Tax is not theft, it is the price of civilised society

tax is theftAttending a debate on tax avoidance at the Centre for the Study of Financial Innovation earlier today, I met an academic who angrily proclaimed to me that “all tax is theft”.

I replied that if one holds that view one should probably never use a hospital. One should probably not use roads or trains either, send one’s children to school or sit on one’s porch reading one’s copy of Libertarian Lately safe in the knowledge that one is protected from external and internal threats.

Unless you have private health insurance, travel by private jet, send your children to private school and have your own private army, tax is not theft. It is your contribution to the state that keeps you safe and well.

And if you do have all of those things, it would take a pretty callous person to expect the minimum wage single mother to go without healthcare, schooling, transport and personal safety just because she can’t afford them too.

It can be fairly argued that some taxes are regressive, punitive or overly burdensome. But all tax is not theft. Tax is the price we pay for civilised society. And of course those with the broadest shoulders should help carry the load for those who are struggling. Otherwise we all fall down.

3 thoughts on “Tax is not theft, it is the price of civilised society

  1. I would call tax a compulsory transaction. If I don’t wanna pay tax and don’t, well i will be sent to prison. if i want to support an industry like military or public healthcare, i can do that with my own money and on my own terms and not have it taken from me and spent in an ambiguous and haphazard way. Taking money from other people without their consent is ALWAYS theft, regardless if they are benefiting from the outcomes.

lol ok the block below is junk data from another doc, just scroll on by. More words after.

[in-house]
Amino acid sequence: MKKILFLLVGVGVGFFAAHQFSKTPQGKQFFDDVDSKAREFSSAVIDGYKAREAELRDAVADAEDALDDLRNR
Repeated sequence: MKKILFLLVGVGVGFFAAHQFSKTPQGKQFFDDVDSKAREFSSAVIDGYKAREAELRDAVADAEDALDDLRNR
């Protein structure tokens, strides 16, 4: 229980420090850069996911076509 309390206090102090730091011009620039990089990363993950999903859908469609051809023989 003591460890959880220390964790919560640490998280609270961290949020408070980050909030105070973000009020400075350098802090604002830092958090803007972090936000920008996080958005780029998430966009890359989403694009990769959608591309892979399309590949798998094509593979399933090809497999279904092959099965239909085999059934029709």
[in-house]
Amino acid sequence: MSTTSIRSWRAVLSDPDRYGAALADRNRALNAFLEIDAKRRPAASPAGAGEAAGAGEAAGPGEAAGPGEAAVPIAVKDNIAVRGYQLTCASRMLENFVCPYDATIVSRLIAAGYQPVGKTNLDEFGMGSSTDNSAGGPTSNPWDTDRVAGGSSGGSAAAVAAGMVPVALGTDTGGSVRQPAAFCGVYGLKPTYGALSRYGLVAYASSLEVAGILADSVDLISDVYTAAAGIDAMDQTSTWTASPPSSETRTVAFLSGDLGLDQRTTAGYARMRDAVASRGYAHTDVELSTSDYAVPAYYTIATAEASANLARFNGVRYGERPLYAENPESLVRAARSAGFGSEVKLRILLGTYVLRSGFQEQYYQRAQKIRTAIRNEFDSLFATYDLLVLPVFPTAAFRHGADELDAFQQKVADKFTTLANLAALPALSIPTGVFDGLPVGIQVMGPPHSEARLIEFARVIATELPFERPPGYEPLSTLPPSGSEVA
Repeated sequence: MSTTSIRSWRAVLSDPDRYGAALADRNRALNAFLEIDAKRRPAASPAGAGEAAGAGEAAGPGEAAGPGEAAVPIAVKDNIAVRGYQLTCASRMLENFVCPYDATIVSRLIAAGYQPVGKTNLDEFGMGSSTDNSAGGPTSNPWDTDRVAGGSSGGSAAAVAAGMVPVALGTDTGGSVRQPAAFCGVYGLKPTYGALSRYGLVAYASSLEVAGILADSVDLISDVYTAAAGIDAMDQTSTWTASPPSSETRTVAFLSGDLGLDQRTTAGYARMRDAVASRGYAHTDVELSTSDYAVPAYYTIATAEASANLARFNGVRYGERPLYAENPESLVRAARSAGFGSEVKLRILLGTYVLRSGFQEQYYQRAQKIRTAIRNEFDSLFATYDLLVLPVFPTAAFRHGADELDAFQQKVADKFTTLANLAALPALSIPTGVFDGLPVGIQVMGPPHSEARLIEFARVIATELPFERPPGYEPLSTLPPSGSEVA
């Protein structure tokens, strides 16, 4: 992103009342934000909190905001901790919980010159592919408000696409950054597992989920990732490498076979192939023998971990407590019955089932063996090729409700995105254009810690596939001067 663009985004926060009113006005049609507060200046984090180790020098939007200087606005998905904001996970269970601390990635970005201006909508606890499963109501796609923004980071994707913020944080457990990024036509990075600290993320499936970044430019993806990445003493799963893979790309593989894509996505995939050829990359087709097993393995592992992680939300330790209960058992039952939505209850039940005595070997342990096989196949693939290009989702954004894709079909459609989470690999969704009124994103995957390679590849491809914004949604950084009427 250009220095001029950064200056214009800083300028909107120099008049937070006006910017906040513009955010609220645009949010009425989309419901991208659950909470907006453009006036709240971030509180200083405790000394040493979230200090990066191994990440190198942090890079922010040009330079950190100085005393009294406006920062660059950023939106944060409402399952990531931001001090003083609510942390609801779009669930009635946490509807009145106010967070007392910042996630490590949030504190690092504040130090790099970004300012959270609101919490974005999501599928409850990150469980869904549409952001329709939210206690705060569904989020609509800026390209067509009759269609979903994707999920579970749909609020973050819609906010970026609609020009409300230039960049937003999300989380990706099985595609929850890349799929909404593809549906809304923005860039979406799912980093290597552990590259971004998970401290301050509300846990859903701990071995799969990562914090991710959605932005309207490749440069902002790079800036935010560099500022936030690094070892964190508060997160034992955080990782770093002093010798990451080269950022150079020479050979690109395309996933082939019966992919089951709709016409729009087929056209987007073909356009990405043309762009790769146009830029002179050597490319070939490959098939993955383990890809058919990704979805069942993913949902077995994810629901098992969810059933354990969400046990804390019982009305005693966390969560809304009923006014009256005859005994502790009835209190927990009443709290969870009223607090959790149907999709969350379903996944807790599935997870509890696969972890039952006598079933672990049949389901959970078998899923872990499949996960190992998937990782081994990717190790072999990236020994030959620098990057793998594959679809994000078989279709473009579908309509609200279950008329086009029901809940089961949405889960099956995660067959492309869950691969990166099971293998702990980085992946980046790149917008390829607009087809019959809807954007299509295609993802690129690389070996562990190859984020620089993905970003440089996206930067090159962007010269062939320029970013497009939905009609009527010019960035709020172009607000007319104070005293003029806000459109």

2. I don’t feel that it’s inconsistent to think that all tax is theft, and still use those services. It is reasonable to accept that all tax is theft and simultaneously accept that some taxation is, unfortunately, a requirement to a functioning society. I feel that the argument “all tax is theft” properly puts into the right perspective the question “when is taxation ok?”. The answer would be, only under circumstances in which you would consider theft justified, or only under circumstances where there is no viable alternative.

    Stealing a car to drive someone to the hospital to save their life is simultaneously theft, and morally justified. I do not see a contradiction there. I feel that people who want to believe that tax is not theft are unwilling to accept that things that are generally bad (such as theft) may be situationally justified or necessary (such as taxes sometimes are).

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